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TAS Serves as COVID-19 Vaccination Center for Consenting Middle and Upper School Students

By Lindsey Kundel, Director of Communication & Marketing

On Friday, October 1, Taipei American School was able to provide COVID-19 vaccines on our campus to consenting middle and upper school students as part of a larger governmental vaccination program aimed at increasing the vaccination rate of the younger demographic in Taiwan.

Students who were born on or before September 1, 2009 were eligible to take part, and their families had to complete a governmental consent form by September 13.

Students in the upper school were scheduled to receive their vaccines between 7:30 am and 11:30 AM. Middle school students received their vaccines after lunch. Both divisions adjusted content and activities to ensure that if students were not feeling well after the vaccine that they would not miss essential material.

TAS had professional medical personnel on hand to assist with and ensure the well-being of each child. The process for vaccination included verifying student names, taking temperatures, and a brief evaluation by a doctor before receiving a vaccine behind a privacy screen.

After the 30-minute observation window, students could return to class unless they felt unwell.

Head of School Dr. Grace Cheng Dodge said that she was "very happy" that the Taiwan government matched TAS with Yang Ming Hospital to provide vaccines to eligible students. 

Middle School Principal Josh Budde echoed that sentiment. "I'm so pleased that we are able to provide this vaccination to our children," said Budde. "We know that this is something that many of you have waited a long time to receive."

Upper School Principal Andrew Lowman agreed with both and stressed to families that TAS would do everything it could to take care of its children. "Please know that many people have been working and preparing in advance of this day to make it as smooth of a process as possible," said Lowman.

During the event, students were required to leave their belongings and cell phones in a designated place in order to prevent them from taking or posting photos of other students on social media in violation of their medical privacy.

Several students voiced a healthy amount of anxiety in the face of receiving the vaccine, but many more voiced an appreciation for the opportunity to be vaccinated, and specifically to be vaccinated in a familiar setting like their well-known and loved school gymnasium.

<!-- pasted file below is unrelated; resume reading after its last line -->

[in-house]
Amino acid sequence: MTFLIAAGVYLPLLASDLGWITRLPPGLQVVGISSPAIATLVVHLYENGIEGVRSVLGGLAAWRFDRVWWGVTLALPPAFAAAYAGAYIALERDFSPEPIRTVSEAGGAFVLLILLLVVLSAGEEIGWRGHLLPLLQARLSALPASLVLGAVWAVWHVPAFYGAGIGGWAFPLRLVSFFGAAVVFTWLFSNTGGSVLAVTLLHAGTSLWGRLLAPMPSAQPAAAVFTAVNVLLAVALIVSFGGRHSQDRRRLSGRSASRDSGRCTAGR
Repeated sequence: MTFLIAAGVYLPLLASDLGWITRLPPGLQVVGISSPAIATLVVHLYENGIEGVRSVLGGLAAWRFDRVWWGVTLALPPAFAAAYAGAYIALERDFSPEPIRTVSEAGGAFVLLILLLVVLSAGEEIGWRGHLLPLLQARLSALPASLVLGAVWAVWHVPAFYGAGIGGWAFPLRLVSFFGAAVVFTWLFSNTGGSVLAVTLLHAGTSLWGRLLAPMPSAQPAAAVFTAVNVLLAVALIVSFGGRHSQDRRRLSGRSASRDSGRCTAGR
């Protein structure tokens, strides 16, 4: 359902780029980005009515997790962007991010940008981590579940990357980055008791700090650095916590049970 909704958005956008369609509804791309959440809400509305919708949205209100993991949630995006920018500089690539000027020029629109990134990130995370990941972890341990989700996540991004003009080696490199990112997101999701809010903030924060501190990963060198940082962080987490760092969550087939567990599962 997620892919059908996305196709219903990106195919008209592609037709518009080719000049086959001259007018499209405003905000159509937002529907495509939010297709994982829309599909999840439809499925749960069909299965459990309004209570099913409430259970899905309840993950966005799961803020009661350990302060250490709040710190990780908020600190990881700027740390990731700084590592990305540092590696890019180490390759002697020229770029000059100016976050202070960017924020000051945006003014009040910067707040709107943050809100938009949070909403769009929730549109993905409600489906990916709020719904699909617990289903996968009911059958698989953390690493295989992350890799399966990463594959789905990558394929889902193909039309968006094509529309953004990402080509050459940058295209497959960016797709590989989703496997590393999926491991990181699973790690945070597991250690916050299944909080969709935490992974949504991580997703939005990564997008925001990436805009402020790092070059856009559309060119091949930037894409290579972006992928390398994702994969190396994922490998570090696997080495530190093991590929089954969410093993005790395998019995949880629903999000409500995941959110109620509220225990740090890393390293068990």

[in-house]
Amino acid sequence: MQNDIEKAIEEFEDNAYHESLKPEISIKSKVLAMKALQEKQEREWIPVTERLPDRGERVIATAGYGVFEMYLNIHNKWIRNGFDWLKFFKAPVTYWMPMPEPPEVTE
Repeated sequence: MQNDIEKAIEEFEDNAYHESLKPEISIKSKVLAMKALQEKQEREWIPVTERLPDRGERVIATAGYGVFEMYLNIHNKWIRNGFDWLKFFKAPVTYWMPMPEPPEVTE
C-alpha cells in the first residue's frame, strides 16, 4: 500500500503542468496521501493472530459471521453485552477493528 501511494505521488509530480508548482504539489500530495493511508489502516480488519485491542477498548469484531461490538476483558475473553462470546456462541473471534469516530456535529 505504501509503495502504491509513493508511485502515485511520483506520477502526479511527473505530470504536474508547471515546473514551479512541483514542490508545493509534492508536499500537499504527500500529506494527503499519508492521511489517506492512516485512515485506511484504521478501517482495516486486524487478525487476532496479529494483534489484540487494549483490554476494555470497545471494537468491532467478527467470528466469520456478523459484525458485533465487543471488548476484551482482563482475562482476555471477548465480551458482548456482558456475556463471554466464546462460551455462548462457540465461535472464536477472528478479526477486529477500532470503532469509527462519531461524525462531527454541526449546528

In addition to medical personnel from Yang Ming Hospital, the TAS health, administrative and counseling teams, along with employee volunteers from around the school, spent much of the day in the gym caring for students before, during, and after they received their vaccine.

Upper school psychologist Sherri Grande described the event as "historic," noting that when she was growing up, it was commonplace for vaccinations to take place at school. She acknowledged that this is not the norm nowadays, but expressed both happiness and gratitude for being able to support our students in yet another way to keep them safe.

Grande said that the only slight snafu under her watch was that the relaxing background music playing in the morning at first sounded like "elevator music." She said that Dr. Long quickly changed the music in the gym to more cheerful, student-friendly tunes, and it was smooth sailing from there.

The school will work closely with the government regarding plans for students' second COVID-19 vaccine, and will release this information to the community as soon as it is available.

The COVID-19 vaccine is not currently required to attend Taipei American School, but if students have received full vaccinations, the Health Office encourages families to submit that health data to its office in order to keep up-to-date vaccination records for students.



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